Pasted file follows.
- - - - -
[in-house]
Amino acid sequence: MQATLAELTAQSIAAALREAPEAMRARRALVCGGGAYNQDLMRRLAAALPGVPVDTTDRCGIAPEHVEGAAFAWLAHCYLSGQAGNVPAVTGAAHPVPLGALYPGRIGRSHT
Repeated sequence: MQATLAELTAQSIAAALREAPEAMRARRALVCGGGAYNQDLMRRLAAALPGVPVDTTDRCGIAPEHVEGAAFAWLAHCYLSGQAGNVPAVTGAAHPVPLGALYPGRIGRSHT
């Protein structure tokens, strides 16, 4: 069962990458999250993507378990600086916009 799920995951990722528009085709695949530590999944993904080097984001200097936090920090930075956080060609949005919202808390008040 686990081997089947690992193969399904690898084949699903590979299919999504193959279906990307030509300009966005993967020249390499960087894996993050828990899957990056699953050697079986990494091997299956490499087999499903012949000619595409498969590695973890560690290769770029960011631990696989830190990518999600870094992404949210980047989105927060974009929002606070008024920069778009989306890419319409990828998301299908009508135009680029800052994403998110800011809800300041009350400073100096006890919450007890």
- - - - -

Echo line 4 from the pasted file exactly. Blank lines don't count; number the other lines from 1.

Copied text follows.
């Protein structure tokens, strides 16, 4: 069962990458999250993507378990600086916009 799920995951990722528009085709695949530590999944993904080097984001200097936090920090930075956080060609949005919202808390008040 686990081997089947690992193969399904690898084949699903590979299919999504193959279906990307030509300009966005993967020249390499960087894996993050828990899957990056699953050697079986990494091997299956490499087999499903012949000619595409498969590695973890560690290769770029960011631990696989830190990518999600870094992404949210980047989105927060974009929002606070008024920069778009989306890419319409990828998301299908009508135009680029800052994403998110800011809800300041009350400073100096006890919450007890």